Boorish is genetic!
Boorish is genetic!
That might be one reason why children’s immune responses have so far proven more effective at avoiding and fighting COVID-19, says Kirsty Short from the School of Chemistry and Molecular Biosciences at the University of Queensland.
“Children have a lower COVID-19 infection rate and milder symptoms than adults, but the reasons for this have been unknown,” Short says…
“We’ve shown the lining of children’s noses has a more pro-inflammatory response to the ancestral SARS-CoV-2 than adult noses. But we found it’s a different ball game when it come to the Omicron variant…”
The results show the virus replicated less efficiently in the children’s nasal cells, as well as a heightened antiviral response…
‘Future clinical studies will be needed to validate these preliminary findings in a larger population and to determine the role of other factors’…but, meanwhile, what can we learn right from the front to aid our whole populations?
Tennessee Republicans are moving forward with a bill that would eliminate age requirements for marriage in the state.
The bill, HB 233, is scheduled to be heard in the House Civil Justice Committee on Wednesday and would establish common-law marriage between “one man” and “one woman,” but it does not include a minimum age requirement. Opponents of the bill said it could open up the possibility of child marriages. The current age for marriage in the state is 17 with parental consent, according to WKRN…
There is no federal legislation in the United States regarding the minimum age for marriage, and states are allowed to set their own parameters. Currently, child marriage is legal in 44 states and nearly 300,000 children were married between 2000 and 2018 across the country, according to United Nations Children’s Fund (UNICEF).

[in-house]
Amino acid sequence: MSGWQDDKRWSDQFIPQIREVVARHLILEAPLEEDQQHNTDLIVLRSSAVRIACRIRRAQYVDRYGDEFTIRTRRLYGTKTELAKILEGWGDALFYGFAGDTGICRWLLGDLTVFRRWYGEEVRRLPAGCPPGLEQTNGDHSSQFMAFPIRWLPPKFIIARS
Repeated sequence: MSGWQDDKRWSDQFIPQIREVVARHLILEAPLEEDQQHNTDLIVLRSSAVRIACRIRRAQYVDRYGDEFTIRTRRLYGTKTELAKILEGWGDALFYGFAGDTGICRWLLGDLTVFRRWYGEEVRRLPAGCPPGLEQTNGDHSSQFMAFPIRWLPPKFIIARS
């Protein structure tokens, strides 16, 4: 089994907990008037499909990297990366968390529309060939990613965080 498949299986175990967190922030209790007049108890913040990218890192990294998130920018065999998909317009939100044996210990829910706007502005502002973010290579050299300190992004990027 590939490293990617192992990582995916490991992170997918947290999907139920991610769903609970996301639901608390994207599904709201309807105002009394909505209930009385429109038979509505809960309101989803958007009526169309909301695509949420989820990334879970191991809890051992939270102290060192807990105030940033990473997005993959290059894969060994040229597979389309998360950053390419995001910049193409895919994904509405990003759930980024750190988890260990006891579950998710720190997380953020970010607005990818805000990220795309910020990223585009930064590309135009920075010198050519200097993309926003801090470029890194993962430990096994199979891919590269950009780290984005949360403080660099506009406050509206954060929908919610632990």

FRONTLINE data shows girls are more likely to get married than boys while still minors. Between 2000 and 2015, almost 90 percent of children who got married were girls and most were 16 or 17 years old. Children as young as 12 have been granted marriage licenses in South Carolina, Alaska and Louisiana, while 13-year-olds have been married in 14 states.
In the U.S., 44 states legally allow child marriages while the Philippines banned the practice in December. Only six states have banned child marriage, including Minnesota, Pennsylvania, Delaware, New Jersey, Rhode Island and New York.
It might be useful, one of these centuries, to involve scientific study to set a range of parameters to serve as national guidelines for marriage. As it is, we’re stuck with state variations, regulations influenced by religions ranging from staid to nutball. Frankly, I see no concerted gathering of knowledgeable research having the slightest chance of altering these circumstances…in the United States.
Young children’s ability to laugh and make jokes has been mapped by age for the first time using data from a new study involving nearly 700 children from birth to 4 years of age, from around the world. The findings, led by University of Bristol researchers and published in Behavior Research Methods, identifies the earliest age humour emerges and how it typically builds in the first years of life…
The team found the earliest reported age that some children appreciated humour was 1 month, with an estimated 50% of children appreciating humour by 2 months, and 50% producing humour by 11 months. The team also show that once children produced humour, they produced it often, with half of children having joked in the last 3 hours.